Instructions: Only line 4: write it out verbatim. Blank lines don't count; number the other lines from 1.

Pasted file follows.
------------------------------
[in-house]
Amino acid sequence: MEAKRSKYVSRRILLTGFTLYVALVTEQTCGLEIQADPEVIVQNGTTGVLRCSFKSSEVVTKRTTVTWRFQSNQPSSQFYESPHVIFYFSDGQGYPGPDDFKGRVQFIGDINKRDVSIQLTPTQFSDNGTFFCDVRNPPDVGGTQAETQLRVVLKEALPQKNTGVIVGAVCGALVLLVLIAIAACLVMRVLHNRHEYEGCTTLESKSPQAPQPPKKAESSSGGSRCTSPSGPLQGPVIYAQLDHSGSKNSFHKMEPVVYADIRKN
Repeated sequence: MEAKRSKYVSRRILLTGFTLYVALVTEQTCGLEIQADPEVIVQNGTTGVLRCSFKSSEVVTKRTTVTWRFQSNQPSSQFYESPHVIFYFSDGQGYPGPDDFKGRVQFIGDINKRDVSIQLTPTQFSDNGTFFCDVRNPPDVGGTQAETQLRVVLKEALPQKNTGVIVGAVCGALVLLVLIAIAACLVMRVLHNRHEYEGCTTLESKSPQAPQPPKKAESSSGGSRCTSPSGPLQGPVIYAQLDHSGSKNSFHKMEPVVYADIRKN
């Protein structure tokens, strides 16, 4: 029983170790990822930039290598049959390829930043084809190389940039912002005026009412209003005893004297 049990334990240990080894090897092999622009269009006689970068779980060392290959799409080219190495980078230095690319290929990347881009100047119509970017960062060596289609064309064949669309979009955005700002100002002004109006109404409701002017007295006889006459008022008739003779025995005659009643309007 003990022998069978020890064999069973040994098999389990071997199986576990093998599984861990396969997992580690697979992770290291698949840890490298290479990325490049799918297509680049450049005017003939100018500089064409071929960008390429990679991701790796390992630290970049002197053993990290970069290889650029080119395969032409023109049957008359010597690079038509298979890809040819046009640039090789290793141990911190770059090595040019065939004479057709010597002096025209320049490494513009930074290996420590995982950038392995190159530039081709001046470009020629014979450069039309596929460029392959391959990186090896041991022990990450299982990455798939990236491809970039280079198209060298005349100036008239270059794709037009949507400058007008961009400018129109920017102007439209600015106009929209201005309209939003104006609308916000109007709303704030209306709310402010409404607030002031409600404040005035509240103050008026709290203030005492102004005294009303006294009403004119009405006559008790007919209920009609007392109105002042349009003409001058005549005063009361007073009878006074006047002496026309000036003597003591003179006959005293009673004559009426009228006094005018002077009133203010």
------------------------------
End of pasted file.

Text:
């Protein structure tokens, strides 16, 4: 029983170790990822930039290598049959390829930043084809190389940039912002005026009412209003005893004297 049990334990240990080894090897092999622009269009006689970068779980060392290959799409080219190495980078230095690319290929990347881009100047119509970017960062060596289609064309064949669309979009955005700002100002002004109006109404409701002017007295006889006459008022008739003779025995005659009643309007 003990022998069978020890064999069973040994098999389990071997199986576990093998599984861990396969997992580690697979992770290291698949840890490298290479990325490049799918297509680049450049005017003939100018500089064409071929960008390429990679991701790796390992630290970049002197053993990290970069290889650029080119395969032409023109049957008359010597690079038509298979890809040819046009640039090789290793141990911190770059090595040019065939004479057709010597002096025209320049490494513009930074290996420590995982950038392995190159530039081709001046470009020629014979450069039309596929460029392959391959990186090896041991022990990450299982990455798939990236491809970039280079198209060298005349100036008239270059794709037009949507400058007008961009400018129109920017102007439209600015106009929209201005309209939003104006609308916000109007709303704030209306709310402010409404607030002031409600404040005035509240103050008026709290203030005492102004005294009303006294009403004119009405006559008790007919209920009609007392109105002042349009003409001058005549005063009361007073009878006074006047002496026309000036003597003591003179006959005293009673004559009426009228006094005018002077009133203010």